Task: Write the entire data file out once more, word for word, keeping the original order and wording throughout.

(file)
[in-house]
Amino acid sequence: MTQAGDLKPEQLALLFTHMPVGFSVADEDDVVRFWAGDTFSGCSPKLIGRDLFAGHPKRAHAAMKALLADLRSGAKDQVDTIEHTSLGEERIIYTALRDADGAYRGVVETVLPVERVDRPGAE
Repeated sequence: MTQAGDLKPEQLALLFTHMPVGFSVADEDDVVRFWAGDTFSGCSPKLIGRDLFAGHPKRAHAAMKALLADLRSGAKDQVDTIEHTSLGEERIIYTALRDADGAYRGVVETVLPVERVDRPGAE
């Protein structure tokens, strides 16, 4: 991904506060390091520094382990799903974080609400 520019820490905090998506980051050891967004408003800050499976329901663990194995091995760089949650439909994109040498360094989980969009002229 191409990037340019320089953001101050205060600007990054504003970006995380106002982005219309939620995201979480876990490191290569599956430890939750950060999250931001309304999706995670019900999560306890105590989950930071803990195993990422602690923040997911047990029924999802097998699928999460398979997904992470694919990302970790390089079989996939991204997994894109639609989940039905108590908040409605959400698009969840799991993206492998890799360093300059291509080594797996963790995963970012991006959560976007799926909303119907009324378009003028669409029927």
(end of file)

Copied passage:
[in-house]
Amino acid sequence: MTQAGDLKPEQLALLFTHMPVGFSVADEDDVVRFWAGDTFSGCSPKLIGRDLFAGHPKRAHAAMKALLADLRSGAKDQVDTIEHTSLGEERIIYTALRDADGAYRGVVETVLPVERVDRPGAE
Repeated sequence: MTQAGDLKPEQLALLFTHMPVGFSVADEDDVVRFWAGDTFSGCSPKLIGRDLFAGHPKRAHAAMKALLADLRSGAKDQVDTIEHTSLGEERIIYTALRDADGAYRGVVETVLPVERVDRPGAE
């Protein structure tokens, strides 16, 4: 991904506060390091520094382990799903974080609400 520019820490905090998506980051050891967004408003800050499976329901663990194995091995760089949650439909994109040498360094989980969009002229 191409990037340019320089953001101050205060600007990054504003970006995380106002982005219309939620995201979480876990490191290569599956430890939750950060999250931001309304999706995670019900999560306890105590989950930071803990195993990422602690923040997911047990029924999802097998699928999460398979997904992470694919990302970790390089079989996939991204997994894109639609989940039905108590908040409605959400698009969840799991993206492998890799360093300059291509080594797996963790995963970012991006959560976007799926909303119907009324378009003028669409029927």